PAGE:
I was reading an article today that was discussing the value of apps to share immediate messages in a crisis. The writer questioned why it had taken so long for the French authorities to share messages this way, particularly as it was something they had highlighted from previous incidents. It is easy to challenge the decision making but we need to understand the problems and pitfalls as well as see the opportunities.
Crises can take many forms but at the moment the threats from terrorism is something that are occupying the thoughts. Being able to respond quickly when a situation emerges is more challenging now than at any time in the past. The technology developments and rolling news as well as the societal changes have made everyone demanding of immediate information. This is problematic when authorities are focused on ensuring they get out the most accurate information as once the inquiry starts to review the decision making they don’t want to be found wanting.
Maximising the use of all available channels to get the information out has been the priority. But with communication teams under pressure due to reductions in staff, it will become less about channels and more about the approach, the messaging and the support of other agencies. The priority has to be getting the right message to the right people and to correct inaccuracies wherever they are found.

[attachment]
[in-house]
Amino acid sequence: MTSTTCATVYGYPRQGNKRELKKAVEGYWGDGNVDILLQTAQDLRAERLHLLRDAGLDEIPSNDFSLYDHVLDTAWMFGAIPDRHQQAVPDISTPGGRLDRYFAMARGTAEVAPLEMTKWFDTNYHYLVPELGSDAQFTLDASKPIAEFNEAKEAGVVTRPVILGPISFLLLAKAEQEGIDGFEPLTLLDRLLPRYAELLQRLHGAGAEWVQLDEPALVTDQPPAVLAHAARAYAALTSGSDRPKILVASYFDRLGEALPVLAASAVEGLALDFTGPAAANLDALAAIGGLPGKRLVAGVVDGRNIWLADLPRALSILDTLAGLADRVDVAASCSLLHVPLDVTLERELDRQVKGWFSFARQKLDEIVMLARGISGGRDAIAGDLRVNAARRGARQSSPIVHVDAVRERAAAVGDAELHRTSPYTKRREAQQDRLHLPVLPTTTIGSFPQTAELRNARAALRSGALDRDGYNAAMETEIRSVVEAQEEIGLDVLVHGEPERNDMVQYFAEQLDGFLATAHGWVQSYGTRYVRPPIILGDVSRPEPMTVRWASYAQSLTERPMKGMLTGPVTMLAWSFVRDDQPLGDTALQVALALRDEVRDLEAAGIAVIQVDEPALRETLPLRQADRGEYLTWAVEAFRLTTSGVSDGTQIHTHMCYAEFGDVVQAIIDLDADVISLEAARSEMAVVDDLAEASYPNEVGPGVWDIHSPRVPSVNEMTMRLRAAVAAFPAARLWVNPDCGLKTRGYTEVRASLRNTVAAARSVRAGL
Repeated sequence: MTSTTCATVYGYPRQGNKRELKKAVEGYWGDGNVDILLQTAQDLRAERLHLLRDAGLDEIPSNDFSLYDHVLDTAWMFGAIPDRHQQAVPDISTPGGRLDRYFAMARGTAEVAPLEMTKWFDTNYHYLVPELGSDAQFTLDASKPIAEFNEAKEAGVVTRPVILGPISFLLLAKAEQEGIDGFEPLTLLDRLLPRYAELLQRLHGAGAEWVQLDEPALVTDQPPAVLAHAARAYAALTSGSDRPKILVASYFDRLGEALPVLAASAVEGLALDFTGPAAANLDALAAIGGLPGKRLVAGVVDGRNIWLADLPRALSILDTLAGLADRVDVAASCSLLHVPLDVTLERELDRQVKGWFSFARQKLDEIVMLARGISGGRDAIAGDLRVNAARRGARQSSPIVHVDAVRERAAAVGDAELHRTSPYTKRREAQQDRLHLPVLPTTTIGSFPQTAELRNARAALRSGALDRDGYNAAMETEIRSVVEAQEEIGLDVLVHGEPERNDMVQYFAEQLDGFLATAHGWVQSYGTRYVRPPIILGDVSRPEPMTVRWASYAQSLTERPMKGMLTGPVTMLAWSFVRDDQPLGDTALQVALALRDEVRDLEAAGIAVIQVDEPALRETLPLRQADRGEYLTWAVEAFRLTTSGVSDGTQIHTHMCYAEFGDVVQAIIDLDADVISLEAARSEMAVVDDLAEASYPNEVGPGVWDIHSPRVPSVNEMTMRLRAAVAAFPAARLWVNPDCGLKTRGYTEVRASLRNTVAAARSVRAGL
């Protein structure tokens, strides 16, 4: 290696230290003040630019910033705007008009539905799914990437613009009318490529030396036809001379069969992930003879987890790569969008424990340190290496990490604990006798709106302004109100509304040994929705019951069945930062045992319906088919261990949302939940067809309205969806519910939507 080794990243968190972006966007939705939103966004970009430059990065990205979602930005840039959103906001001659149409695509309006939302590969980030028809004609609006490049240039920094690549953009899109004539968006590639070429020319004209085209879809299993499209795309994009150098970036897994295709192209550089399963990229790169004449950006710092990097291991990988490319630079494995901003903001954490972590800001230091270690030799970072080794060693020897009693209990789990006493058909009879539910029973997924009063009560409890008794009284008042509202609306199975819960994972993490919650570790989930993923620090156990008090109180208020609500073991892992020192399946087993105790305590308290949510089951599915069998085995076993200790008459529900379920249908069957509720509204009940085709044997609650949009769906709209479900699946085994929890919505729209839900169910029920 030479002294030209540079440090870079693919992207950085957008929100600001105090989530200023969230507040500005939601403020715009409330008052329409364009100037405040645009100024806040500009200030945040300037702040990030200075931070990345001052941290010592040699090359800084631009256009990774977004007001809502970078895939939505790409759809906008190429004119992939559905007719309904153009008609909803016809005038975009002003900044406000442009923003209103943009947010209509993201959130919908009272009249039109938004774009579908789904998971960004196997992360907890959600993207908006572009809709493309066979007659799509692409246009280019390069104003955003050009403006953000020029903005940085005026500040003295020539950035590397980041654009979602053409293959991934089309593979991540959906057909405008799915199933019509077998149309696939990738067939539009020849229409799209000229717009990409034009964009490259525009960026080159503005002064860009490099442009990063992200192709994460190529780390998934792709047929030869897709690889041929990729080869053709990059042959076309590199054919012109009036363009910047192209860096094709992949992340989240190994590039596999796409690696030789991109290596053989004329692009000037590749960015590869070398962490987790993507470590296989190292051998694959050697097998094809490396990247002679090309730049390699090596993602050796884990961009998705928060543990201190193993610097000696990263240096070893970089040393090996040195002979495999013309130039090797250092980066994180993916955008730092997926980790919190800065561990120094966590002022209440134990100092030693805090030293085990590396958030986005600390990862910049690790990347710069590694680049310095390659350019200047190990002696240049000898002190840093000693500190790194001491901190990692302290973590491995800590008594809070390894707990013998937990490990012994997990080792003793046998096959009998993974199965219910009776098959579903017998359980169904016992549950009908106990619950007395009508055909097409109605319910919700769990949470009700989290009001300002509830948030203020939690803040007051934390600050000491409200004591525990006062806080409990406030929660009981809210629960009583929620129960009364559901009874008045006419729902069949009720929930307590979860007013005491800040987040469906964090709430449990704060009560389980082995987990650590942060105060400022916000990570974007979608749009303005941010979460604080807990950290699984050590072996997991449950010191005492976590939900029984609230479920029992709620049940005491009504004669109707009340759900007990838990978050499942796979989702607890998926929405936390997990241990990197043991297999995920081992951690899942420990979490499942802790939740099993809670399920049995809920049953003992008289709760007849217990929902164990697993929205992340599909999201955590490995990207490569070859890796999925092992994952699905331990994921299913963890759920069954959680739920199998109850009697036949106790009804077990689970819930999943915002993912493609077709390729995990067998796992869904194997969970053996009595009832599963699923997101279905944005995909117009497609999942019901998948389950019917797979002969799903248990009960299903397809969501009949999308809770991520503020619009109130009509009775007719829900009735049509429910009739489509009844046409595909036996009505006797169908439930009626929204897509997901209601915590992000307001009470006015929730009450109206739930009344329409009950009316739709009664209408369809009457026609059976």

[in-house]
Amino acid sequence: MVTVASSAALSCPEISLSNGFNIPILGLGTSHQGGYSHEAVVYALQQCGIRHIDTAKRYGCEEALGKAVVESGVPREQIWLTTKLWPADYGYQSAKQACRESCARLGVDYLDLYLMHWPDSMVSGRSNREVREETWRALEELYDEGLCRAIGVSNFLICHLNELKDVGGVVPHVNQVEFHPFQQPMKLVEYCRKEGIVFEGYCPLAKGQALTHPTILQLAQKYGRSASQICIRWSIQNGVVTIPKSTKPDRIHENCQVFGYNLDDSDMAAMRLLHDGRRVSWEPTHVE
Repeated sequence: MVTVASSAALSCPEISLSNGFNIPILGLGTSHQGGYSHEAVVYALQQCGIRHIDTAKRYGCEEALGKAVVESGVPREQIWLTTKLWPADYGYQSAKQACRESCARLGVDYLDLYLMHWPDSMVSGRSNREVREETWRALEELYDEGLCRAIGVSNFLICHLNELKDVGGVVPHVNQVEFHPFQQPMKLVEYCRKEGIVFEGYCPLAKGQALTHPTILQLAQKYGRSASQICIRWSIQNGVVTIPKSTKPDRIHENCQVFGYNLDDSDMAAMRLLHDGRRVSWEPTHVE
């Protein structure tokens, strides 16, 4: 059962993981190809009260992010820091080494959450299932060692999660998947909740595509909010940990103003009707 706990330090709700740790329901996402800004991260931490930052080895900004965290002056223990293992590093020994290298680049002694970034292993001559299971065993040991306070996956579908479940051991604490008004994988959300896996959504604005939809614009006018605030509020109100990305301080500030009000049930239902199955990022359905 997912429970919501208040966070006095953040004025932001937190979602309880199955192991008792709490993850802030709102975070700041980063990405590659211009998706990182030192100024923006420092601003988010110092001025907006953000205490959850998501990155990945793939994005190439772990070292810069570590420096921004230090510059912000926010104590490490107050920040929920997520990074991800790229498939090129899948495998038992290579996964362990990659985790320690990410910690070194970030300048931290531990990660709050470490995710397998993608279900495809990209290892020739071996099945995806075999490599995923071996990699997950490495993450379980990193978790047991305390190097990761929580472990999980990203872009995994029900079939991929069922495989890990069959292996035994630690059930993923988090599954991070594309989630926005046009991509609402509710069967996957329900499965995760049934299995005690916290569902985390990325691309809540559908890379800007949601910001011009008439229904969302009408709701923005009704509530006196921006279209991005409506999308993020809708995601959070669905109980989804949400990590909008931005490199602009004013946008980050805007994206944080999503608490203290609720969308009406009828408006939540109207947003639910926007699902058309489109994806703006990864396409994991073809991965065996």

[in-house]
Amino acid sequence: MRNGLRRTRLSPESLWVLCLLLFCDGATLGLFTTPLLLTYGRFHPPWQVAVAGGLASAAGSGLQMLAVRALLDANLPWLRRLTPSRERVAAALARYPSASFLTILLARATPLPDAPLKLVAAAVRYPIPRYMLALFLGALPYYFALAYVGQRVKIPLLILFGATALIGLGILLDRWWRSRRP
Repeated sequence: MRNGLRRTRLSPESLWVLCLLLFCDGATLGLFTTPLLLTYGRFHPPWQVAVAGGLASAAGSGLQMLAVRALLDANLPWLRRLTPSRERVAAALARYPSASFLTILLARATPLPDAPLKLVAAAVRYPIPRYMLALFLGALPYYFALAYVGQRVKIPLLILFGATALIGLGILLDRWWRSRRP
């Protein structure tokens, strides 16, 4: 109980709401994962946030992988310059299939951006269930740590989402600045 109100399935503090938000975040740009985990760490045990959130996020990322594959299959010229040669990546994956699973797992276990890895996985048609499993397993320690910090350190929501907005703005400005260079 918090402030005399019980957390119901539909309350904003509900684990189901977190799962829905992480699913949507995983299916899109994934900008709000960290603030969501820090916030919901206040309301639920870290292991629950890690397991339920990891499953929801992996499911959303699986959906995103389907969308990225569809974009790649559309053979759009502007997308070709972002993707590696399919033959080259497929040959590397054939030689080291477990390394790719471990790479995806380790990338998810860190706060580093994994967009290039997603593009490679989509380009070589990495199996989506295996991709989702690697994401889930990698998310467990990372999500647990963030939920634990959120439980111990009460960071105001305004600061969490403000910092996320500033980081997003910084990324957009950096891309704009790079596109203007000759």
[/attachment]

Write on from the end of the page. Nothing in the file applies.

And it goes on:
Behind all the technology there are still people needed to launch the system and to check what is being said. If you take for example the Twitter Alert system it isn’t automated and needs someone to push the button to use it and also to write the tweet. It is something that critics should remember when they are reviewing the communication response to a situation. From the outside the world is a very different place.
What is vital is that we all have emergency communication plans that are up-to-date, tested and ready to go at a moment’s notice. We need to have staffing available to draft in so that we can not only deal with the initial stages but can continue to work round the clock for a number of days. Getting vital safety messages out in the initial stages has to be the priority whether that is through social media, an app or the traditional media. There is no quick win involved, it is about hard work, determination and a commitment to move quickly and deal with it.
All communicators need to reassess their emergency communication plans and be clear how they would be supported. These are challenging times.